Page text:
The event was co-hosted by the Ministry of Natural Resources and Environment, the Embassy of the Netherlands in Vietnam, the International Union for Conservation of Nature (IUCN) and Can Tho University, with about 300 domestic and foreign delegates in attendance.
At the workshop, experts highlighted the Mekong Delta as a region that has played a significant role in Vietnam’s socio-economic development over the past decades, particularly in the fields of agriculture, aquaculture and environmental protection towards sustainable development. The 36,000-sq.km delta is the largest agricultural hub of Vietnam, accounting for half of the country’s rice output, over 65 percent of aquatic product output and more than 75 percent of fruit production.
The future of the Mekong Delta is being threatened by climate change and economic growth, said Vice Rector of Can Tho University Tran Trung Tinh.
He cited the fact that the Mekong Delta is one of the five deltas most vulnerable to climate change in the world and stressed that impacts of climate change, unplanned development and overexploitation of natural resources is seriously jeopardizing the future of the delta.
The workshop was the last activity of a project titled “Development and implementation of a communication and information dissemination strategy for the principles and recommendations in the Mekong Delta Plan”, an awareness raising campaign for the long-term development vision of the Mekong Delta within the framework of the Strategic Partnership Arrangement on Climate Change Adaption and Water Management between the Governments of Vietnam and the Netherlands, and funded by the Netherlands through the Netherlands Enterprise Agency (RVO).
According to Pham Phu Binh, Director of the International Cooperation Department under the Ministry of Natural Resources and Environment, the Government of Vietnam and international community have been developing various strategies and programmes to adapt to and mitigate the impacts of climate change, of which the Mekong Delta Plan has been a key initiative.
Written in 2013 within the framework agreement between Vietnam and the Netherlands, it has become a key reference document and source of guidance for the Vietnamese government. The plan recommends principles for sustainable development, taking into account both economic prospects and environmental considerations, including climate change.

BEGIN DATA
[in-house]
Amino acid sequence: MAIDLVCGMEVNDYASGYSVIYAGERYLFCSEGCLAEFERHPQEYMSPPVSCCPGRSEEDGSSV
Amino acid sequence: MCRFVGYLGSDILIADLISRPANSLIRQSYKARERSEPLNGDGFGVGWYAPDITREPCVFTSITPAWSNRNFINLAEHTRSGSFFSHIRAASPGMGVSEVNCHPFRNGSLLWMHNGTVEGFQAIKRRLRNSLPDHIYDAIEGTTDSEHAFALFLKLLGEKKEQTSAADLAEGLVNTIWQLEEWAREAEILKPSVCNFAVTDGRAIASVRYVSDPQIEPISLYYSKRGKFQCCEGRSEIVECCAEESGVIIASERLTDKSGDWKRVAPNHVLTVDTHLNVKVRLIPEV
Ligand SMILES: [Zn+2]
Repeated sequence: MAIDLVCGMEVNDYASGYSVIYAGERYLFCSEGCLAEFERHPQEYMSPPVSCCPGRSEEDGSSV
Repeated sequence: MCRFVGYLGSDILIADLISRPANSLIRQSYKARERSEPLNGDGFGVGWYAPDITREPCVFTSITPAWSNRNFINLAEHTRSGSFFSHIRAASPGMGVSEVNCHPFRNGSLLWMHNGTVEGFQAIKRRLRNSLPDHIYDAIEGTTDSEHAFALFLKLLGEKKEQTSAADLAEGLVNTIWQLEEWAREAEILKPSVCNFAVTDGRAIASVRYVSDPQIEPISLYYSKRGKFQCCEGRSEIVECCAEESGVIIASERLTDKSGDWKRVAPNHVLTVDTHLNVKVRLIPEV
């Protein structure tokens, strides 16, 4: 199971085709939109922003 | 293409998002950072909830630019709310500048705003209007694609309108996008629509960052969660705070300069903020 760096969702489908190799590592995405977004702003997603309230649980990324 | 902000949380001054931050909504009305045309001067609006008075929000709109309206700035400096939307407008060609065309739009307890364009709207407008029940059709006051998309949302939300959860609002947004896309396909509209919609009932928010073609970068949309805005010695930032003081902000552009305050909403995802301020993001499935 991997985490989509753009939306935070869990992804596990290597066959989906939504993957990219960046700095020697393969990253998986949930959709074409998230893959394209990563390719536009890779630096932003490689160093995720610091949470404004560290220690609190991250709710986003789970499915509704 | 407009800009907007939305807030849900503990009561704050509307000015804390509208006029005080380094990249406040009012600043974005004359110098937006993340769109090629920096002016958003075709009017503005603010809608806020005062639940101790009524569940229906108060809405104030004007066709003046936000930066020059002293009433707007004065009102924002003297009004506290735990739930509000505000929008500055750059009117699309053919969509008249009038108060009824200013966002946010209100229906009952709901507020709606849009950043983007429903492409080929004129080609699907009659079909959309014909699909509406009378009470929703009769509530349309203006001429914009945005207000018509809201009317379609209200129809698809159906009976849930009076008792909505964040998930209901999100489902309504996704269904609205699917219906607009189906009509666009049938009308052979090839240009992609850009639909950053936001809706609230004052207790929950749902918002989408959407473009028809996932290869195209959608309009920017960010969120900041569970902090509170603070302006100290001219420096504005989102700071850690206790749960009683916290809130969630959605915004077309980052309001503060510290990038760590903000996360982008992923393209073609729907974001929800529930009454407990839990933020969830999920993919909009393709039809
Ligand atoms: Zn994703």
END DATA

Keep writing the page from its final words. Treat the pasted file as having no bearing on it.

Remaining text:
Prime Minister Nguyen Xuan Phuc issued the Resolution 120/NQ-CP last year, stating that in the context of globalization and international integration, the Mekong Delta has a great opportunity for development but also faces a great challenge because it is vulnerable to natural changes.
The resolution sets a vision by 2100, the Mekong Delta will sustainably, safely and prosperously develop on the foundation of high-quality agriculture in combination with services, ecological tourism, and industry, especially processing industry, which will help to increase the value and competitiveness of agricultural products. The infrastructure system of the delta will be carefully planned.
To reach the goal, by 2050, the Mekong Delta will become a region which has moderately good development and a modern social organization level. At that time, income per capita of the delta will be higher than the national average; the proportion of ecological agriculture and high-quality applied agriculture will reach 80 per cent.
The resolution also provides numerous comprehensive solutions, such as establishing ecological sub-regions for agriculture as economic development and infrastructure construction, and setting up a master plan for sustainable development in the Mekong Delta while adapting to climate change.